How to Improve Your Data Backup Practices

How to Improve Your Data Backup Practices

If a business is in operation today, it needs to have preparations in order to protect itself and its data from potential disasters—a fact that has only become more pressing as digital data has become the norm. Let’s take a few moments to go over what today’s businesses need to include in their disaster recovery preparations to ensure that their data remains protected.

Why is Data Backup So Important?

In short, today’s businesses run on data. Customer information, financial records, employee records, vendor agreements, and every aspect of a business’ operations are reliant on data. This is precisely what makes data loss so dangerous. Making the situation even worse, data loss can come from a variety of circumstances, from natural disasters to cyberattacks and everything in between, at any time, potentially crushing a company’s finances and operations alike.

A disaster recovery strategy, with a solid data backup supporting it, is so critical for this reason.

The whole point of a data backup is to ensure you have access to all of your critical data even after a data loss event. It’s meant to be your saving grace if something threatens your capability to continue operations.

Data backup gives you the ability to:

  • Protect your data – A solid backup system allows you to avoid data loss from various factors, from natural disasters to hardware failure and cyberattacks, by giving you the opportunity to recover it.
  • Avoid financial loss – Data loss is an expensive issue, with implications spanning from lost sales and productivity to interrupted business operations and a loss of trust. If you can prevent these issues by preventing data loss, your business will be better off for it.

Unfortunately, data loss is pervasive and prevalent, which means it can happen in all ways and at all times. It’s important that you keep these threat factors in mind so that you can prepare yourself properly:

  • Human Error – People make mistakes, and some of these mistakes might wind up losing your business its data. It’s far too easy to accidentally delete or even just alter a file, and there’s always a chance that the file in question will happen to contain something critical.
  • Hardware Error – The various components of your hardware infrastructure—your hard drives, servers, and other elements—can malfunction and ultimately lose your business its data. 
  • Software Error – Operating systems, antivirus, and other essential applications aren’t immune to issues and errors that can ultimately impact your files and your data.
  • Lost or Stolen Devices – Laptops and smartphones can go missing or wind up stolen, potentially causing data loss (although we recommend using centralized storage to avoid this).

Keeping these scenarios in mind can help you create disaster recovery strategies that will mitigate them. In a data loss situation, time is of the essence, so you need to be sure that you are prepared to recover it rapidly and efficiently.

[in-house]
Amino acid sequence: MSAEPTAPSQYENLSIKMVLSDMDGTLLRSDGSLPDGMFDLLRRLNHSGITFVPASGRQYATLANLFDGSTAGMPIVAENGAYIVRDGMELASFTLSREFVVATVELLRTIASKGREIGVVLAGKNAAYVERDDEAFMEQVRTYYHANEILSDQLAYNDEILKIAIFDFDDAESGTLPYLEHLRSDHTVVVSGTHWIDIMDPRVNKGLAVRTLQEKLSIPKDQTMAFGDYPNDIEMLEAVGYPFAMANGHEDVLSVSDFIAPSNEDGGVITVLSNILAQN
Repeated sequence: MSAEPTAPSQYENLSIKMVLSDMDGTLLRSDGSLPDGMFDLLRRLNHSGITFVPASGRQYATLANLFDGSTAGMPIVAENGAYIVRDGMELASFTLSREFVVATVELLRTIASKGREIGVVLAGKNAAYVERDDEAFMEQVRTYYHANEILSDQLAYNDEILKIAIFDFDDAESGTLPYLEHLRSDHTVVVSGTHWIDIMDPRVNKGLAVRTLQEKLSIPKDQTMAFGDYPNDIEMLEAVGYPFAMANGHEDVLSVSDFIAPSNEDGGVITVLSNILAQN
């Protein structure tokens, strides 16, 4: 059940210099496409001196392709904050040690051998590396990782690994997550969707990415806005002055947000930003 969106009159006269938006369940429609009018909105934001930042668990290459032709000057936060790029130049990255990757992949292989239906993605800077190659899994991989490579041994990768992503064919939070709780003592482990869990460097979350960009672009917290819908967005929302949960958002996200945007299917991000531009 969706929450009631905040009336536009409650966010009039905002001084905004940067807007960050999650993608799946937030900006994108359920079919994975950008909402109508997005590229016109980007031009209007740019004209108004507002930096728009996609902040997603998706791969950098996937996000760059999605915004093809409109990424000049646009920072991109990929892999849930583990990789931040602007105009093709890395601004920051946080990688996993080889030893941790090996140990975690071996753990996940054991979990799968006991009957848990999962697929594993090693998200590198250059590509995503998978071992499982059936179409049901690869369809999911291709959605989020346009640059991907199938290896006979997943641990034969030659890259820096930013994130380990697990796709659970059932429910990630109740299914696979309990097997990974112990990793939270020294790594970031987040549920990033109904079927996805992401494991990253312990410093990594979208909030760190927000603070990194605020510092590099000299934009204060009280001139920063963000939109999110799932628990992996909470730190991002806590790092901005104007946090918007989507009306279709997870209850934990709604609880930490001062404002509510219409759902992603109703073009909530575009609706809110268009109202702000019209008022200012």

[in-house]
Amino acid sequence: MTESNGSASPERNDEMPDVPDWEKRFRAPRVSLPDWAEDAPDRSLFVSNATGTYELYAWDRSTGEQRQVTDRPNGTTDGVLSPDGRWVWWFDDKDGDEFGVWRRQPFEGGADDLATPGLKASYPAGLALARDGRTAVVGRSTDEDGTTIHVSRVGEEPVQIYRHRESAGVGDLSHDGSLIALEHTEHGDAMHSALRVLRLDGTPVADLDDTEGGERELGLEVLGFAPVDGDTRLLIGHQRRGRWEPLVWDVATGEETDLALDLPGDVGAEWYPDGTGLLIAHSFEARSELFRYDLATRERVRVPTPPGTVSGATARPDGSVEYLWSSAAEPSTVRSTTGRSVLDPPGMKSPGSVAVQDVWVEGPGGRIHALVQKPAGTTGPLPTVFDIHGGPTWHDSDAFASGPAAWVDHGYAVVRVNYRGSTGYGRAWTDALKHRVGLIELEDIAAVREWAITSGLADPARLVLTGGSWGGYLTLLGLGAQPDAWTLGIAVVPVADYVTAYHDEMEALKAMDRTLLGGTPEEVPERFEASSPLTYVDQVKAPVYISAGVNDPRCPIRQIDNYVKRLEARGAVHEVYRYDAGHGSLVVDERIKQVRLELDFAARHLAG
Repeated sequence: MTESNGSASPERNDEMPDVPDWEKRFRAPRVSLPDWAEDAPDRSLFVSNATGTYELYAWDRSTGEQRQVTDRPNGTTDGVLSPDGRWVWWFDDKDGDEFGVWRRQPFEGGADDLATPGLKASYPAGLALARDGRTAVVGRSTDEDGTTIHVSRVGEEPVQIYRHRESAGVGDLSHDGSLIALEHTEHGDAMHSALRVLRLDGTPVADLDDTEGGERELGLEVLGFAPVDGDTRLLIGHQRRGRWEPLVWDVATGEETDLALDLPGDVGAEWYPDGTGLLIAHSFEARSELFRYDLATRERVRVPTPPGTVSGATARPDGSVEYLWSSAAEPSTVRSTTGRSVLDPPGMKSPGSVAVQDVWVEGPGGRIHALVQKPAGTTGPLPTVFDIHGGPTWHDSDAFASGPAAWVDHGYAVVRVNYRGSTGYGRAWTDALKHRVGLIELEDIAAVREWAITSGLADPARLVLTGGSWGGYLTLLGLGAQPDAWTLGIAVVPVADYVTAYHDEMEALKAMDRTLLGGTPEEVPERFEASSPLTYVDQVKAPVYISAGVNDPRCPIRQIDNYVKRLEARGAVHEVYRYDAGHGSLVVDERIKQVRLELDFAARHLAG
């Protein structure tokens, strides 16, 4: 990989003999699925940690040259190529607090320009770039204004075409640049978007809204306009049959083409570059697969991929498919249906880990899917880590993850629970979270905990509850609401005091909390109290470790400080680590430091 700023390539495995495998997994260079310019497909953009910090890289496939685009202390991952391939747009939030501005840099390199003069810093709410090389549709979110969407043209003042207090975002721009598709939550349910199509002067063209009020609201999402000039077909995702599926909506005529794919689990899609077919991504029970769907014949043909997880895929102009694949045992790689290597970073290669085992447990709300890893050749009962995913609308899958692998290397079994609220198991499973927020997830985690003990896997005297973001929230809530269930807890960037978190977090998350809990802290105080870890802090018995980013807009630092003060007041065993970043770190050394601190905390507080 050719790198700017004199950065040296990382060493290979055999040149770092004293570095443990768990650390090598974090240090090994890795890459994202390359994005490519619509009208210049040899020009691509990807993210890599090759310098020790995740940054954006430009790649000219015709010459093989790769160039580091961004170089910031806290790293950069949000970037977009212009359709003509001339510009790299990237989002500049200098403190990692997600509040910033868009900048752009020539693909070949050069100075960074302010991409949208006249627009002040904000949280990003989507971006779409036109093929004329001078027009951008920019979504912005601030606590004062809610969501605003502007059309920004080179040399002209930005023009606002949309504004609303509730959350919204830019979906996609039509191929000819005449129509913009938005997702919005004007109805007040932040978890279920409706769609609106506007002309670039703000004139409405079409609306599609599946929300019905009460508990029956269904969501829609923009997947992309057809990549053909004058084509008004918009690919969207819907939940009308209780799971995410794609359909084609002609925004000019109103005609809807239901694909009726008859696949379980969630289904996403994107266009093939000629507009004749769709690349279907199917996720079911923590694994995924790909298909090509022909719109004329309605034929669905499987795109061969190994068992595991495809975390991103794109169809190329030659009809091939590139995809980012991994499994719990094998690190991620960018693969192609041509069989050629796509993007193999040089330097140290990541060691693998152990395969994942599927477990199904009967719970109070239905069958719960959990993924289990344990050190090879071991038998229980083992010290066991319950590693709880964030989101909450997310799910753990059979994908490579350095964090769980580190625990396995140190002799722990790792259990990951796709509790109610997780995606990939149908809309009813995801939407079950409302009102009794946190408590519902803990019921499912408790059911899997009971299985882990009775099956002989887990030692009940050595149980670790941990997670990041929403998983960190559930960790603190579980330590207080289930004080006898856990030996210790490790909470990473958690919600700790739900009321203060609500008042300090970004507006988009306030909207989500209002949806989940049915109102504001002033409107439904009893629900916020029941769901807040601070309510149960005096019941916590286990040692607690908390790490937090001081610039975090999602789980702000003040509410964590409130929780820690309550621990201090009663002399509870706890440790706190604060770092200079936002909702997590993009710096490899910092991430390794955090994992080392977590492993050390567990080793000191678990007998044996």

How to Create a Successful Data Backup Policy for Your Business

Hopefully, it’s clear how essential a proper data backup is to your business, as a means of both maintaining your operations and as a means of protecting your all-important data. A well-planned backup strategy is one that follows the following practices:

Backup Your Data on a Regular Basis

Your backup only protects the data it includes, which means you need to regularly update the data there to ensure that the latest version of everything you need is successfully backed up. Fortunately, automated backups can be scheduled to take complete snapshots of your business’ data at regular and specific intervals.

Ensure Your Backup is Secure

When you think about how valuable a complete collection of your business’ data would be to a cybercriminal, securing your backup should be a no-brainer. Encrypting all data while it is stored is a necessity, as is authenticating all access through the use of passwords, biometrics, or identification cards.

Ensure Your Backup Works

A backup that doesn’t allow you to restore your data isn’t really a backup. You need to regularly test your restoration processes—ideally, operating entirely off of your backups—and keep an eye on your backup system itself to catch issues and resolve them.

Use the 3-2-1 Backup Rule to Your Advantage

The 3-2-1 rule is a concept meant to guide your backup practices to ensure that your backups remain redundant, reliable, and available to you. It breaks down into the following: (at least) three copies of your data, stored in (at least) two different places, (at least) one of which is offsite to greatly reduce the likelihood of permanent data loss.

You Also Need a Disaster Recovery Plan

With your backup squared away, you also need a comprehensive disaster recovery plan that outlines how it is to be put to use—among many, many other key considerations that should be involved in this plan. What procedures need to be followed when data recovery is necessary, or if hardware needs to be restored or your data migrated?

As you might imagine, data backup is critical to the success of your business continuity measures. Therefore, having the best practices in place to make your business continuity as successful as it needs to be is, in a word, essential. Your backup strategy needs to meet all the requirements of your business, ensure everything is tested regularly and secured, and your entire disaster recovery plan is fully documented.

We’re here to help. Call us at PHONENUMBER to find out how.